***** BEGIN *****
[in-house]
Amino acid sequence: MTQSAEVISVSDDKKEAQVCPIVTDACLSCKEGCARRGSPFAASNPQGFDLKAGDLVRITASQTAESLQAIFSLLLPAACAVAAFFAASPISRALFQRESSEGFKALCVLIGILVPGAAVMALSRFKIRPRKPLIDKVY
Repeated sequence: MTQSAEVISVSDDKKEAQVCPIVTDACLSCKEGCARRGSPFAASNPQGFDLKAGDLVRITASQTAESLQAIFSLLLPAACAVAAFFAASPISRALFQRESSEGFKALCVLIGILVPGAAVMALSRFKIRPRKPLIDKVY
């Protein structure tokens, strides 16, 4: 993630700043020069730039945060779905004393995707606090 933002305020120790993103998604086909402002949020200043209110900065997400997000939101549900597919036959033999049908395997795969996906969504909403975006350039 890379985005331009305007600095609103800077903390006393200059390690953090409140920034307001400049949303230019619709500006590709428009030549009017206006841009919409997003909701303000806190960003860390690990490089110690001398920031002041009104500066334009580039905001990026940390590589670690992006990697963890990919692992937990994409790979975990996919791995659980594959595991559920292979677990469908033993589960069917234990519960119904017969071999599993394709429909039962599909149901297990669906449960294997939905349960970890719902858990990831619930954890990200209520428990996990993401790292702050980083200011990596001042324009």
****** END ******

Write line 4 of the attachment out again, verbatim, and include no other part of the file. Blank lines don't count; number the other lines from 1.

């Protein structure tokens, strides 16, 4: 993630700043020069730039945060779905004393995707606090 933002305020120790993103998604086909402002949020200043209110900065997400997000939101549900597919036959033999049908395997795969996906969504909403975006350039 890379985005331009305007600095609103800077903390006393200059390690953090409140920034307001400049949303230019619709500006590709428009030549009017206006841009919409997003909701303000806190960003860390690990490089110690001398920031002041009104500066334009580039905001990026940390590589670690992006990697963890990919692992937990994409790979975990996919791995659980594959595991559920292979677990469908033993589960069917234990519960119904017969071999599993394709429909039962599909149901297990669906449960294997939905349960970890719902858990990831619930954890990200209520428990996990993401790292702050980083200011990596001042324009």